Collecting Urbanite for the Kitchen Foundation

by ziggy on May 20, 2010 -- 3 comments -- Follow

urbanite-thisisurbaniteIn April, I went to gather urbanite for the kitchen foundation (which has finally been started as of last week!). Urbanite is, of course, reclaimed concrete from old roads and sidewalks.

I’ve collected and used urbanite for my home, but this time, walking in a giant yard brimming with the stuff, I got a decidedly post-industrial feeling about the whole thing. There was something sorta post-modern about the whole affair: scrambling over giant piles of rubble from dozens of demolition jobs, looking for the right size pieces of concrete to reuse in a completely different sort of building. I imagined that if I didn’t pick through this stuff, it would likely still be there the next year, and the next, and probably until well beyond my life or that of even our current capitalist, globalized society.

Concrete is, after all, pretty much completely non-biodegradable. And it is used absolutely everywhere: roads, walls, bridges, paths, houses, etc. The consumption of concrete is utterly massive: it’s the second most consumed material on earth, second only to water. That, I think, is absolutely horrifying. Concrete is here to stay. It’s not going to return to the earth anytime soon, like a fallen tree in the forest. That concrete block will look the same for hundreds (or thousands?) of years.


And then I realized why urbanite is  a great symbol for the natural building movement: to take old concrete from roads and big buildings, those things that symbolize the achievements of our sprawling, ecologically destructive society, and to reuse them in natural homes, homes built by human hands, using other natural and recycled materials, is a brilliant thing. Literally, we can create a foundation from the waste of our larger, wasteful society. Hah!


Send Me More Updates Like This!

  • Joe

    Just finished watching a program on CNBC the business channel on carbon credits- it struck me that alot ecovillages do would qualify for marketing carbon credits- I had not realized until watching program tonight that there was a market that takes advantage of even small things- it may be worthwhile for DR to either get copy of this program or see if it is on web and to get an idea what I am talking about- this could be a business enterprize for DR to be the point on getting carbon credits sold not only from DR but from other IC’s etc.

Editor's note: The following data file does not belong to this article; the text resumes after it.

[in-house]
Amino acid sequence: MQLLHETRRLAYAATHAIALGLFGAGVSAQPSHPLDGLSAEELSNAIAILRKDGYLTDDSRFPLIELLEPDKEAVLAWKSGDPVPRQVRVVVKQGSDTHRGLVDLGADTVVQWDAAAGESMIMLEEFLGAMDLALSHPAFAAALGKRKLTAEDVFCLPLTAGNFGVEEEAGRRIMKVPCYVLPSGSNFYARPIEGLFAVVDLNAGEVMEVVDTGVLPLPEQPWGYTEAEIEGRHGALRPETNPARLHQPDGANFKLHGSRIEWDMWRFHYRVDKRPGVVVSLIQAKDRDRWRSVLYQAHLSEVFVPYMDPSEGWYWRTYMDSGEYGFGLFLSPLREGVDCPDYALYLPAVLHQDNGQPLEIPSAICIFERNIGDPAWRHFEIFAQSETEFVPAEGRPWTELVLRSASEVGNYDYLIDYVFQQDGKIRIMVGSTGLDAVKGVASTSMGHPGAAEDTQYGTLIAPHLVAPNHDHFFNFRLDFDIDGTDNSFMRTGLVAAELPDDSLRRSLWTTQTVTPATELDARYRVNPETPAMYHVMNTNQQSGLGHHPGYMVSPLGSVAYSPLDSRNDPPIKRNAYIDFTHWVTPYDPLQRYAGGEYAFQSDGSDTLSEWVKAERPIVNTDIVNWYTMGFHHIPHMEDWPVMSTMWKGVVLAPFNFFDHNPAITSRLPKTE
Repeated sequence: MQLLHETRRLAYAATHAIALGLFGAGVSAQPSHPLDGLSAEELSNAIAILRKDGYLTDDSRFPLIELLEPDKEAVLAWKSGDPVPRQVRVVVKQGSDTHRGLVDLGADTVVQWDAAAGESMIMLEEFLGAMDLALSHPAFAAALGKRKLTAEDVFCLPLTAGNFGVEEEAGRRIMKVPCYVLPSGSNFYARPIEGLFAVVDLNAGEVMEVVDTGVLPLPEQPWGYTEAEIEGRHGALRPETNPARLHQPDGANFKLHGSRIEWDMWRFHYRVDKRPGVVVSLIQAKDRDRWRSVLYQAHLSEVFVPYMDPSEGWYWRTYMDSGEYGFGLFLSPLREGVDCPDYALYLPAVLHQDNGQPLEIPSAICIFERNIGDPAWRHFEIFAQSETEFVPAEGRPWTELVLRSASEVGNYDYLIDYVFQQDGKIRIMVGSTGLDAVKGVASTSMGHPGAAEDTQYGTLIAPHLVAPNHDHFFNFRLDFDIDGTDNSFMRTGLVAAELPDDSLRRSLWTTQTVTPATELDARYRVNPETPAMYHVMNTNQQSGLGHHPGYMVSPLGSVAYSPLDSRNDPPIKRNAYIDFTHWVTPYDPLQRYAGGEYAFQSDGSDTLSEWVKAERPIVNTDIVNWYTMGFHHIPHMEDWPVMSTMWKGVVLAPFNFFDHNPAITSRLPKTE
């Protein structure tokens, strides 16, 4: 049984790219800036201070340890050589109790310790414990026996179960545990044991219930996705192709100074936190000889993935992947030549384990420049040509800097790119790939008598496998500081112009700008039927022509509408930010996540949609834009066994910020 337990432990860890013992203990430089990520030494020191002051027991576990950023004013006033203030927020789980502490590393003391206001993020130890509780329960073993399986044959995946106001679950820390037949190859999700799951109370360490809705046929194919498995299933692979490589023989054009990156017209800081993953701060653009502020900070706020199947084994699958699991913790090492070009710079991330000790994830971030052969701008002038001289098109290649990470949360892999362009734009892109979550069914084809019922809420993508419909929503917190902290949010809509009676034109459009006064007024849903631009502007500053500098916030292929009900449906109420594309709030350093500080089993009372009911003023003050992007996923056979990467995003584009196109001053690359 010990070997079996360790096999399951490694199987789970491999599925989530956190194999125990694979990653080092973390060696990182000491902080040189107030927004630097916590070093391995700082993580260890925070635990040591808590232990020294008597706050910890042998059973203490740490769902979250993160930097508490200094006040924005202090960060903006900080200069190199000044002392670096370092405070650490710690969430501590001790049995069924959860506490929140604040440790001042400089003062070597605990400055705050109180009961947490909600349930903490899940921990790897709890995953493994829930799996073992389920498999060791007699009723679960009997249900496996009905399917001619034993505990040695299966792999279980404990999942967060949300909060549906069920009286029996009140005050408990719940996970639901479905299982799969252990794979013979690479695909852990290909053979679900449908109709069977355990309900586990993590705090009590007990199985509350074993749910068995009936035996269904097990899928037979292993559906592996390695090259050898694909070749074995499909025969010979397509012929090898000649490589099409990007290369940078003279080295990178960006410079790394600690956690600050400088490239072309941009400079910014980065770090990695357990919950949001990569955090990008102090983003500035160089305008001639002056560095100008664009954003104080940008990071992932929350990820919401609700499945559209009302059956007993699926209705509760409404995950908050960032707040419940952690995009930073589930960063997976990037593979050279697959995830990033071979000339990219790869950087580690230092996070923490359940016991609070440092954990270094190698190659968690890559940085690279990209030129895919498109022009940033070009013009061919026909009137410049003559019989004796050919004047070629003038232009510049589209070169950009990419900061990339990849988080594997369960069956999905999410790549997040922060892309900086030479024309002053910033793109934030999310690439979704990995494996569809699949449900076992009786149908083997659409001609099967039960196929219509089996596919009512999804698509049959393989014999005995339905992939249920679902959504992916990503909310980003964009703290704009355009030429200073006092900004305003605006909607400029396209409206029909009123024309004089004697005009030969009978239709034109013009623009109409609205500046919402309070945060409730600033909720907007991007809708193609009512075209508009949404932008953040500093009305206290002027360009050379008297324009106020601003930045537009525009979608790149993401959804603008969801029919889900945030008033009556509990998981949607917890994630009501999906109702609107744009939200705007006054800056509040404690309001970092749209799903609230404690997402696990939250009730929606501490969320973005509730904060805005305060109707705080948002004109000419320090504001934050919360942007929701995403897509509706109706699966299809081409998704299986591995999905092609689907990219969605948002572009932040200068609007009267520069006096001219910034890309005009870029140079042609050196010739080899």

• Kelly

    I was wondering how you found the site that was giving away the urbanite. I have been looking online and so far have had no luck finding a site similar to the one you visited. I think there would be definite possibilities to building a house almost completely out of recycled concrete using traditional stone crafting techniques, basically brick and mortar with concrete.

    I was reading through your site, and found it fascinating. I currently live in Chicago and am paying a bundle for a house that while it’s nice is hugely overpriced if not for the fact that it is in the city of Chicago. Thankfully though I did get a reasonable price since I bought it at the bottom of the housing slump. My current goal would be to build a concrete stone patio behind my house, since after seeing your foundation I think it would look very nice as paving material.

    Thank you for any information you can provide,


  • I think a friend happened to pass by a large yard (owned by a trucking company, I think) that had piles stacked high with the urbanite, so he just called and asked if we could come pick some up. I doubt you would find this stuff through searching online. Go out and look around construction sites, demolition zones, trucking yards, municipal yards, dumps, etc. Most people would be happy to be rid of the stuff. Keep your eyes peeled for high stacks of old concrete and you’ll start to see it everywhere.

    I think you’ve got a good idea there for a patio. I am thinking of using a few pieces as walking stones to the entrance of my house.

Previous post:

Next post: